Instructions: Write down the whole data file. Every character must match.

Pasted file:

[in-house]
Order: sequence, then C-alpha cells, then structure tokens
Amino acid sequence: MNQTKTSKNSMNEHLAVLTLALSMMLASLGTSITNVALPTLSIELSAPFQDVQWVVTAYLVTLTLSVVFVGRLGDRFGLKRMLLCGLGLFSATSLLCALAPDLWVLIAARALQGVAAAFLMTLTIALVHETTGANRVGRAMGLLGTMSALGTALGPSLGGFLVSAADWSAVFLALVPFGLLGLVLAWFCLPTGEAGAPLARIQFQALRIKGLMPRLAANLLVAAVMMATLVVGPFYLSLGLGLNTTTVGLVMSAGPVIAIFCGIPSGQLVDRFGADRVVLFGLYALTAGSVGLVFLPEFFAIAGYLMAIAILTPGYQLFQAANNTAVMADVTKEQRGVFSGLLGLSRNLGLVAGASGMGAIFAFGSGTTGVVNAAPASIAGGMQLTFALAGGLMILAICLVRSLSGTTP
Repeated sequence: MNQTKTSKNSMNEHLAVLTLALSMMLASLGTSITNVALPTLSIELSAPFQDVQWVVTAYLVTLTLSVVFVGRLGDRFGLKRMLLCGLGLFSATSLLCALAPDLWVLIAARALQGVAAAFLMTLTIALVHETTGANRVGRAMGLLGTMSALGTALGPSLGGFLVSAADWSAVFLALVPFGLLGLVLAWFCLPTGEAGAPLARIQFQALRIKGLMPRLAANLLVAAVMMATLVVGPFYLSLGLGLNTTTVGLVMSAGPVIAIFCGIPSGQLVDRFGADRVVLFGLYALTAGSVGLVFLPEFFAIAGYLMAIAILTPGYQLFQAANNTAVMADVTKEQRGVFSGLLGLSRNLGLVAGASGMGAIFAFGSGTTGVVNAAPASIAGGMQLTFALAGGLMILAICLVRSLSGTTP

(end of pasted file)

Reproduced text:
[in-house]
Order: sequence, then C-alpha cells, then structure tokens
Amino acid sequence: MNQTKTSKNSMNEHLAVLTLALSMMLASLGTSITNVALPTLSIELSAPFQDVQWVVTAYLVTLTLSVVFVGRLGDRFGLKRMLLCGLGLFSATSLLCALAPDLWVLIAARALQGVAAAFLMTLTIALVHETTGANRVGRAMGLLGTMSALGTALGPSLGGFLVSAADWSAVFLALVPFGLLGLVLAWFCLPTGEAGAPLARIQFQALRIKGLMPRLAANLLVAAVMMATLVVGPFYLSLGLGLNTTTVGLVMSAGPVIAIFCGIPSGQLVDRFGADRVVLFGLYALTAGSVGLVFLPEFFAIAGYLMAIAILTPGYQLFQAANNTAVMADVTKEQRGVFSGLLGLSRNLGLVAGASGMGAIFAFGSGTTGVVNAAPASIAGGMQLTFALAGGLMILAICLVRSLSGTTP
Repeated sequence: MNQTKTSKNSMNEHLAVLTLALSMMLASLGTSITNVALPTLSIELSAPFQDVQWVVTAYLVTLTLSVVFVGRLGDRFGLKRMLLCGLGLFSATSLLCALAPDLWVLIAARALQGVAAAFLMTLTIALVHETTGANRVGRAMGLLGTMSALGTALGPSLGGFLVSAADWSAVFLALVPFGLLGLVLAWFCLPTGEAGAPLARIQFQALRIKGLMPRLAANLLVAAVMMATLVVGPFYLSLGLGLNTTTVGLVMSAGPVIAIFCGIPSGQLVDRFGADRVVLFGLYALTAGSVGLVFLPEFFAIAGYLMAIAILTPGYQLFQAANNTAVMADVTKEQRGVFSGLLGLSRNLGLVAGASGMGAIFAFGSGTTGVVNAAPASIAGGMQLTFALAGGLMILAICLVRSLSGTTP